if we can choose the covering such that each $M_{f_i}$ is isomorphic
to $R_{f_i}^{\oplus r}$.
\end{enumerate}
\end{definition}
\noindent
Note that a finite locally free $R$-module is
automatically finitely presented by
Lemma \ref{lemma-cover}.
\begin{lemma}
\label{lemma-finite-projective}
Let $R$ be a ring and let $M$ be an $R$-module.
The following are equivalent
\begin{enumerate}
\item $M$ is finitely presented and $R$-flat,
\item $M$ is finite projective,
\item $M$ is a direct summand of a finite free $R$-module,
\item $M$ is finitely presented and
for all $\mathfrak p \in \Spec(R)$ the
localization $M_{\mathfrak p}$ is free,
\item $M$ is finitely presented and
for all maximal ideals $\mathfrak m \subset R$ the
localization $M_{\mathfrak m}$ is free,
\item $M$ is finite and locally free,
\item $M$ is finite locally free, and
\item $M$ is finite, for every prime $\mathfrak p$ the module
$M_{\mathfrak p}$ is free, and the function
$$
\rho_M : \Spec(R) \to \mathbf{Z}, \quad
\mathfrak p
\longmapsto
\dim_{\kappa(\mathfrak p)} M \otimes_R \kappa(\mathfrak p)
$$
is locally constant in the Zariski topology.
\end{enumerate}
\end{lemma}
\begin{proof}
First suppose $M$ is finite projective, i.e., (2) holds.
Take a surjection $R^n \to M$ and let $K$ be the kernel.
Since $M$ is projective,
$0 \to K \to R^n \to M \to 0$ splits.
Hence (2) $\Rightarrow$ (3).
The implication (3) $\Rightarrow$ (2) follows from the fact that
a direct summand of a projective is projective, see
Lemma \ref{lemma-characterize-projective}.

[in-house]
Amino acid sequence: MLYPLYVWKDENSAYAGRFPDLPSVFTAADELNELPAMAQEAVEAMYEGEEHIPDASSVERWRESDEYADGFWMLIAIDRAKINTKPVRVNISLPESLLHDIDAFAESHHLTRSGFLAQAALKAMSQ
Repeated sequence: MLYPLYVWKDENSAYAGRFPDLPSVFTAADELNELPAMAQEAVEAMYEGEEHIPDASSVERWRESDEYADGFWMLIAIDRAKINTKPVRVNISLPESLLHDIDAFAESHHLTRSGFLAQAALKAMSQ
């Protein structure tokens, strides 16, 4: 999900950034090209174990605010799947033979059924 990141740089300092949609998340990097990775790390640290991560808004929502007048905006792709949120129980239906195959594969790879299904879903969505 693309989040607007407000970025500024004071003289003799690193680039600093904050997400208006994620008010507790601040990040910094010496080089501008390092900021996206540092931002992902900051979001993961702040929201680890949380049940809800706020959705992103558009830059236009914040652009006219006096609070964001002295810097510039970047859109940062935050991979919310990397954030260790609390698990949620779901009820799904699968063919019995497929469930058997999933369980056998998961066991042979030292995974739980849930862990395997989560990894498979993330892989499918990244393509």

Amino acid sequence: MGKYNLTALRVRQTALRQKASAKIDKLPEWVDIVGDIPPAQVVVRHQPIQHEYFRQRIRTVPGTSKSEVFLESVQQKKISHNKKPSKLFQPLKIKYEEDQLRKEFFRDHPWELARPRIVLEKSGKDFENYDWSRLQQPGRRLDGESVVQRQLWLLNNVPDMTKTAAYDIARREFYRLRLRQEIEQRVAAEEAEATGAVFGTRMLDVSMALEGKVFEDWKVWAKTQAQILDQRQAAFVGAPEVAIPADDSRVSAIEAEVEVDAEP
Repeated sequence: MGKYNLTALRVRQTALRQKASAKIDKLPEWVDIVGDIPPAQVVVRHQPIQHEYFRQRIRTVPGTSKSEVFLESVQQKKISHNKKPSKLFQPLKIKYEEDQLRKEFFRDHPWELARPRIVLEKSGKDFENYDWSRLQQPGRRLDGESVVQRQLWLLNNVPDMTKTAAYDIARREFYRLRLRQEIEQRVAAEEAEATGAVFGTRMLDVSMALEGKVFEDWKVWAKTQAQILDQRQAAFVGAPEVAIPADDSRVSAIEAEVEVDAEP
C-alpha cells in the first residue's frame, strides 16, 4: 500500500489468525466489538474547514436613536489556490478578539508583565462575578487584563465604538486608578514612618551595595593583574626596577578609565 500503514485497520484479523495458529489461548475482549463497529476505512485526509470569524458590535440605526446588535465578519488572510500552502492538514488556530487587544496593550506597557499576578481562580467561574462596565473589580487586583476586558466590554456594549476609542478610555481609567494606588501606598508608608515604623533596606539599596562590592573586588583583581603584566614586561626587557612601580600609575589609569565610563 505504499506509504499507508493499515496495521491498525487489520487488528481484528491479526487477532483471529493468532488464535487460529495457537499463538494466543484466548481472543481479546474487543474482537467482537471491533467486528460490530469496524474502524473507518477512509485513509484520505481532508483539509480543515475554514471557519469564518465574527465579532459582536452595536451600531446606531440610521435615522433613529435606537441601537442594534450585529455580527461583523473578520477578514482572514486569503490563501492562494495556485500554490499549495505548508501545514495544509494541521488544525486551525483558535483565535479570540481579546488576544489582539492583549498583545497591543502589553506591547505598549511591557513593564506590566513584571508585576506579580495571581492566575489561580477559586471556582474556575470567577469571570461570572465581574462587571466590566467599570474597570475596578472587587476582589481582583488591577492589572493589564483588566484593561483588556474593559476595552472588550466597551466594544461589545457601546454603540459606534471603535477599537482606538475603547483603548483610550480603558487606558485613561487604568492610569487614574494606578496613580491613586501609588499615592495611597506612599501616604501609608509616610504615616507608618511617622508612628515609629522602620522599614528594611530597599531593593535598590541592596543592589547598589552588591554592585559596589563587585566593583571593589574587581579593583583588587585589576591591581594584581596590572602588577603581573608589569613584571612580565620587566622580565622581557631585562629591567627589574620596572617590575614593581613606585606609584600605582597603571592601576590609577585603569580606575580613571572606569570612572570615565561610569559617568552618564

\medskip\noindent
Assume (3), so we can write $K \oplus M \cong R^{\oplus n}$.
So $K$ is a direct summand of $R^n$ and thus finitely generated.
This shows $M = R^{\oplus n}/K$ is finitely presented.
In other words, (3) $\Rightarrow$ (1).
\medskip\noindent
Assume $M$ is finitely presented and flat, i.e., (1) holds.
We will prove that (7) holds. Pick any prime $\mathfrak p$ and
$x_1, \ldots, x_r \in M$ which map to a basis of
$M \otimes_R \kappa(\mathfrak p)$. By
Nakayama's Lemma \ref{lemma-NAK}
these elements generate $M_g$ for some $g \in R$, $g \not \in \mathfrak p$.
The corresponding surjection $\varphi : R_g^{\oplus r} \to M_g$
has the following two properties: (a) $\Ker(\varphi)$ is a finite
$R_g$-module (see Lemma \ref{lemma-extension})
and (b) $\Ker(\varphi) \otimes \kappa(\mathfrak p) = 0$
by flatness of $M_g$ over $R_g$ (see
Lemma \ref{lemma-flat-tor-zero}).
Hence by Nakayama's lemma again there exists a $g' \in R_g$ such that
$\Ker(\varphi)_{g'} = 0$. In other words, $M_{gg'}$ is free.
\medskip\noindent
A finite locally free module is a finite module, see
Lemma \ref{lemma-cover},
hence (7) $\Rightarrow$ (6).
It is clear that (6) $\Rightarrow$ (7) and that (7) $\Rightarrow$ (8).
\medskip\noindent
A finite locally free module is a finitely presented module, see
Lemma \ref{lemma-cover},
hence (7) $\Rightarrow$ (4).
Of course (4) implies (5).
Since we may check flatness locally (see
Lemma \ref{lemma-flat-localization})
we conclude that (5) implies (1).
At this point we have
$$
\xymatrix{
(2) \ar@{<=>}[r] & (3) \ar@{=>}[r] & (1) \ar@{=>}[r] &
(7) \ar@{<=>}[r] \ar@{=>}[rd] \ar@{=>}[d] & (6) \\
& & (5) \ar@{=>}[u] & (4) \ar@{=>}[l] & (8)
}
$$
\medskip\noindent
Suppose that $M$ satisfies (1), (4), (5), (6), and (7).
We will prove that (3) holds. It suffices
to show that $M$ is projective. We have to show that $\Hom_R(M, -)$
is exact. Let $0 \to N'' \to N \to N'\to 0$ be a short exact sequence of
$R$-module. We have to show that
$0 \to \Hom_R(M, N'') \to \Hom_R(M, N) \to
\Hom_R(M, N') \to 0$ is exact.
As $M$ is finite locally free there exist a covering
$\Spec(R) = \bigcup D(f_i)$ such that $M_{f_i}$ is finite free.
By
Lemma \ref{lemma-hom-from-finitely-presented}
we see that
$$
0 \to \Hom_R(M, N'')_{f_i} \to \Hom_R(M, N)_{f_i} \to
\Hom_R(M, N')_{f_i} \to 0
$$
is equal to
$0 \to \Hom_{R_{f_i}}(M_{f_i}, N''_{f_i}) \to
\Hom_{R_{f_i}}(M_{f_i}, N_{f_i}) \to
\Hom_{R_{f_i}}(M_{f_i}, N'_{f_i}) \to 0$
which is exact as $M_{f_i}$ is free and as the localization
$0 \to N''_{f_i} \to N_{f_i} \to N'_{f_i} \to 0$
is exact (as localization is exact). Whence we see that
$0 \to \Hom_R(M, N'') \to \Hom_R(M, N) \to